Most of the devs (and Sys Ops/Dev Ops guys) I know use Linux on their laptops with only the junior kids who care more about fashion that use a Mac.

Linux is a superb professional desktop environment. Solid, reliable, performant, secure and updates are seamless (you don't even need to reboot your machine to install them). If it is good enough for all of google....

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Anonymous Coward

Not according to my experience. These things break as often as anything else.

It depends how you treat them. We log who breaks machines often and move them onto our inheritance list: they don't get new machines, they get the cast-offs of those who treat machines properly and so get cycled onto new machines according to our write-off model.

We would love to mark those machines as cast-offs, but that gets in the way of APple's return policy (yet another reason we use Macbook: no environmental policies to worry about - the money back is more of a bonus).

Those who dislike Apple's laptops are either unable to afford the startup costs (so it's sour grapes), or don't know how to count. The total TCO figures don't lie, especially if you're able to ditch Microsoft completely in the process.

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@anonymous coward : "Until such time as Microsoft stops gaming the hardware world (you didn't think the PC switch from BIOS to UEFI was problematic for Linux by accident, do you?)"

A bit ironic that you're posting on a thread about Mac EFI firmware, and b*tching about UEFI!!

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@anonymous coward - "If you see Mac use as elitist, trendy and too cool for you, you're really telling me you're not able to assess facts objectively, waste time and have an attitude problem. Or, translated, hard to employ in a commercial setting."

Or maybe boltar is a bit more commercially astute than you obviously are and sees the danger of being locked into one (high handed, expensive) supplier for both software and hardware. Does it not worry you that if Apple suddenly shifts direction and drops your preferred macbook size/type you literally have nowhere else to go! Apple: closed software + closed hardware = lock-in!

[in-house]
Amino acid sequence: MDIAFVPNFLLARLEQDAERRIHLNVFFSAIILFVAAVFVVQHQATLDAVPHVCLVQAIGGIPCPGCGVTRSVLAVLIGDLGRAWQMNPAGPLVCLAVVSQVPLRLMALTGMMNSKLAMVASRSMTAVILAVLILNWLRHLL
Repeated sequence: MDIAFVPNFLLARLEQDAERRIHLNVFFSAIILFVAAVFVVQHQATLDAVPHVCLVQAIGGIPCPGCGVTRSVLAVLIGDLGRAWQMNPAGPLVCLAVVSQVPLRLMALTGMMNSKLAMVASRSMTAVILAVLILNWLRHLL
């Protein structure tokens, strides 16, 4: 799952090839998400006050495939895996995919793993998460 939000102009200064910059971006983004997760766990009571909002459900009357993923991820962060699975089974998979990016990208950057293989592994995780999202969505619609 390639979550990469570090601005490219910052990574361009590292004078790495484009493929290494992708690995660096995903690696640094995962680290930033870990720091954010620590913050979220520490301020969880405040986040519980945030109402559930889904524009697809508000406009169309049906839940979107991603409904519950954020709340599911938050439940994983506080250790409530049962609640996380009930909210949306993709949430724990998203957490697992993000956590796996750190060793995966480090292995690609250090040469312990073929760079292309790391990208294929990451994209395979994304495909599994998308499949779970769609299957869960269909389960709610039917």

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Re: @boltar

"it has always been able to make plain C calls because, as mention that you are aware, Apple's Core frameworks are generally plain C."

Well Carbon is deprecated and any low level C API calls are either poorly or not documented at all.

"I just pointing out the juxtaposition of a claim that inconsistency is problematic and a claim that X is essential"

They're completely seperate issues and given that with X you have a choice of half a dozen main desktops and dozens of minor ones I can't see what the issue is. Don't like Gnome? Use KDE. Don't like KDE either? Use twm. Whats the problem?

As for X networking, I'll admit its of little consequence to most users, but it is extremely useful for power users like myself to just remote excute an application that appears on my local desktop. Of course the Wayland devs are trying to convince everyone that graphics networking is irrelevant because its too hard for them to implement. They're not fooling anyone.

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@Orv

"I've had a lot of problems with things like WiFi failing after suspend/resume, and requiring a reboot to fix,"

With linux you can unload then reload kernel modules on the fly. That generally fixes almost all driver issues that in other OSs would require a reboot.

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Anonymous Coward

A bit ironic that you're posting on a thread about Mac EFI firmware, and b*tching about UEFI!!

Not really. I am one of the select few on this forum that have been using Microsoft products since PCs clones came with a turbo button, so I am very familiar with all of Microsofts machinations throughout the decennia (yes, that long). As it so happens, I am also a big fan of Open Source for simple, sound operational, financial and interoperability reasons, so I think I speak with a fair bit of experience in the matter when I say that the whole UEFI game was rather transparent for those who have seen it all before.

As for Macs, I just don't buy the holier than thou attitude that some people have against Macs if it is not based on solid arguments. We deal with a LOT of people who cut code for a living, and some use Macs and some use PC. For us, Macs work, and we can use the same environment for everyone. It makes sense from so many perspectives that it would be silly not to do it.

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Anonymous Coward

Or maybe boltar is a bit more commercially astute than you obviously are and sees the danger of being locked into one (high handed, expensive) supplier for both software and hardware